That didn’t take long. It was just in mid-September that Facebook said it had reached 300m users (and was cashflow positive, to boot).
Now comes news that the social networking behemoth has added another 50m users just in time for the holidays. With 350m users, Facebook is now firmly entrenched as the fourth-largest property on the web (after Google, Microsoft and Yahoo, respectively).
Having achieved this massive scale, Facebook is contending with a new host of challenges.
Silicon Valley’s commitment to shareholder democracy – or to public shareholder democracy as opposed to the influence wielded by venture capital firms – does not seem to be strong.
The news that Facebook has established a dual-class share structure, converting its existing shareholders to Class B stock carrying 10 times the voting rights of Class A shares, suggests that (despite its denials) Facebook is readying itself for an initial public offering.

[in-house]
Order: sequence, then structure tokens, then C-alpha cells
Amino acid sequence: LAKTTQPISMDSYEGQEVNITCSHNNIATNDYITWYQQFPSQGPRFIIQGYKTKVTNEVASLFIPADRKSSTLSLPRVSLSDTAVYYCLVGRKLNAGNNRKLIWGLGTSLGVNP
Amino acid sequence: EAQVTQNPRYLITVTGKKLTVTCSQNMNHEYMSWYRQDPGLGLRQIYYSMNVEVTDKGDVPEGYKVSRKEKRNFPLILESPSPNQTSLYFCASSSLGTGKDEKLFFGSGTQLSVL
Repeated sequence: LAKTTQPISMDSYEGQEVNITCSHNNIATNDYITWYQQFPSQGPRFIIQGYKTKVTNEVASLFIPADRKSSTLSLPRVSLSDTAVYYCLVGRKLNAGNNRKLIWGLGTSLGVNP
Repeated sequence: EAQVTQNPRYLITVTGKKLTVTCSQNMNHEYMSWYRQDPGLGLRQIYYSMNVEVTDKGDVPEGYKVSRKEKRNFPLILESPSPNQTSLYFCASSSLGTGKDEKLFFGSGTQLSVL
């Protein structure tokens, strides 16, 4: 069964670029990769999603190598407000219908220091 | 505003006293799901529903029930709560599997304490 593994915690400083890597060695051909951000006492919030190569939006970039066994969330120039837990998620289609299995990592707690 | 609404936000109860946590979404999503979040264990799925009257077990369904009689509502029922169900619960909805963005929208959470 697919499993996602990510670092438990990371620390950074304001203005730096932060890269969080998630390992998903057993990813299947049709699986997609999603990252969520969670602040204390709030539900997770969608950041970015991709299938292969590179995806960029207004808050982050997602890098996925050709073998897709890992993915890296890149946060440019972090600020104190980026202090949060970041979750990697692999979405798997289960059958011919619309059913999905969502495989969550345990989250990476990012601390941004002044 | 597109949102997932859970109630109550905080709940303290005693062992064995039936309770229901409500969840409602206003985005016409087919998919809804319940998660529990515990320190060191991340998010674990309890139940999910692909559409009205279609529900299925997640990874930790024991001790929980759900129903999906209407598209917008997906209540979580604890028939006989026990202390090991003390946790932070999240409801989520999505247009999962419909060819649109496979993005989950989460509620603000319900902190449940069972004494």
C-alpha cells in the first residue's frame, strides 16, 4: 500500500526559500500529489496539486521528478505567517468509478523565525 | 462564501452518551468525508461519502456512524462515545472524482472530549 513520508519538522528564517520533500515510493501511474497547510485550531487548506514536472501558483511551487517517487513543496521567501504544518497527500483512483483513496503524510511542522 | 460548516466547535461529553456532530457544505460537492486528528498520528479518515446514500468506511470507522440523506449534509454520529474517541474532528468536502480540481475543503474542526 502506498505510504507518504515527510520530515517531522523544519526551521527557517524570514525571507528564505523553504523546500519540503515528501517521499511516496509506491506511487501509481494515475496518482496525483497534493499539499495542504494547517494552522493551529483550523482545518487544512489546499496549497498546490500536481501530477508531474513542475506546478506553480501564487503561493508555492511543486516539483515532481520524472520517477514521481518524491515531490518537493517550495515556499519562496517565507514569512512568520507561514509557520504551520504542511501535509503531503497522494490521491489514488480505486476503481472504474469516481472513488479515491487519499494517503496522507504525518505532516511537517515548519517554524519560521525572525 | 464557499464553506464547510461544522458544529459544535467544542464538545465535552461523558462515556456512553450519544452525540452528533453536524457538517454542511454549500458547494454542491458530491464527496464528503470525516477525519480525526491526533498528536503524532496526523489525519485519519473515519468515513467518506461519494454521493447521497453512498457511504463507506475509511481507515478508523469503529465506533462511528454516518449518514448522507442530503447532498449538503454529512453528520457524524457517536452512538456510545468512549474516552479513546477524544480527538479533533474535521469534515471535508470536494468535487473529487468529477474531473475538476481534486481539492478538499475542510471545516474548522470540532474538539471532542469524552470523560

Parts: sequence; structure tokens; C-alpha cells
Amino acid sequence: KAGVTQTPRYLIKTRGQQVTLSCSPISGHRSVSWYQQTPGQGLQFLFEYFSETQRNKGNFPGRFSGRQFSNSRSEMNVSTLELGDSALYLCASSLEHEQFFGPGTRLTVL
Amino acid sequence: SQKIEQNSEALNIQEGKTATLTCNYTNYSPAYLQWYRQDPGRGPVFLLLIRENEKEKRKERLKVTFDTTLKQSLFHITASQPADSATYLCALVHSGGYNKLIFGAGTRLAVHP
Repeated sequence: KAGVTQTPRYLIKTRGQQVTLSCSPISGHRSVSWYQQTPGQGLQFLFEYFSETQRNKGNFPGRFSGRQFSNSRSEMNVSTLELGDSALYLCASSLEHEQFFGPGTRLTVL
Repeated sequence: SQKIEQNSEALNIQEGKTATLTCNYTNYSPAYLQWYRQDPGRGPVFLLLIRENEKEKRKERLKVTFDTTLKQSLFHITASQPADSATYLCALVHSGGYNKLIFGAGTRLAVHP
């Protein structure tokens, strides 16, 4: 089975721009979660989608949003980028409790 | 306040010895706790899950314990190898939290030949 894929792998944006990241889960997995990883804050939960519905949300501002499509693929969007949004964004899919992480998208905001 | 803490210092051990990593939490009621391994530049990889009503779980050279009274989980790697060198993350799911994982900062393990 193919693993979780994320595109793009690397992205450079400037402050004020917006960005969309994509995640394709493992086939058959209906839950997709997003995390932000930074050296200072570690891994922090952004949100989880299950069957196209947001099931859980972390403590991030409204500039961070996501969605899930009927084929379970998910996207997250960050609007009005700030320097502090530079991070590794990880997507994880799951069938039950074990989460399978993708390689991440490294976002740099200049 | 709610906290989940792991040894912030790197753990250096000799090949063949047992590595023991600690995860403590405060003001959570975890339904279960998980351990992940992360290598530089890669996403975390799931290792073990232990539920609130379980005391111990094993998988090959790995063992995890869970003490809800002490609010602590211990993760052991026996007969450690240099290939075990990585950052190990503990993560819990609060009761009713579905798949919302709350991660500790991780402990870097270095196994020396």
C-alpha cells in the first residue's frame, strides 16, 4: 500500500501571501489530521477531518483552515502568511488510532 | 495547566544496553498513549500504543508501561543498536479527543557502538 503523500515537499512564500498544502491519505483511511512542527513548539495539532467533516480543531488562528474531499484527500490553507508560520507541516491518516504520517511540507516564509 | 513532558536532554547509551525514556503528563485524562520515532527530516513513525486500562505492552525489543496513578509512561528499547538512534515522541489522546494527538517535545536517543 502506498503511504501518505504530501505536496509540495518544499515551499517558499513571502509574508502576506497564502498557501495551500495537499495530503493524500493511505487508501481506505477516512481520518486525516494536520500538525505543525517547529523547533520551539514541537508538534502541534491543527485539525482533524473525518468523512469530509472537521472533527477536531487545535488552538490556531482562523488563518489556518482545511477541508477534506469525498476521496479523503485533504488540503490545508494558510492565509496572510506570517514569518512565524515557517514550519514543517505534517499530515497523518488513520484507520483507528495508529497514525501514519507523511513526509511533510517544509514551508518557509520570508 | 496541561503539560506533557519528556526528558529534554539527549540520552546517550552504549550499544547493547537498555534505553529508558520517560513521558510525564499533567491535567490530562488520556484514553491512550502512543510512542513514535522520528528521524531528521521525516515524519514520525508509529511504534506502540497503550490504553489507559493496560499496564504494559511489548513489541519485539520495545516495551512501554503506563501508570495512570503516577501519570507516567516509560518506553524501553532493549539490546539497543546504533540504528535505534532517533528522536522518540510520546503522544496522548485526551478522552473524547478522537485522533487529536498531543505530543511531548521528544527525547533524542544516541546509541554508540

It is also falling in line with Google, which created a dual-class share structure for its IPO in 2004, which also gave 10 times the voting power to some shareholders. Eric Schmidt, the company’s chief executive, and Larry Page and Sergey Brin, its co-founders, control the majority voting rights as a result.
Responding to concerns that it was invading users’ privacy and taking ownership of their content, Facebook will let its members choose what terms of service govern the popular social networking site.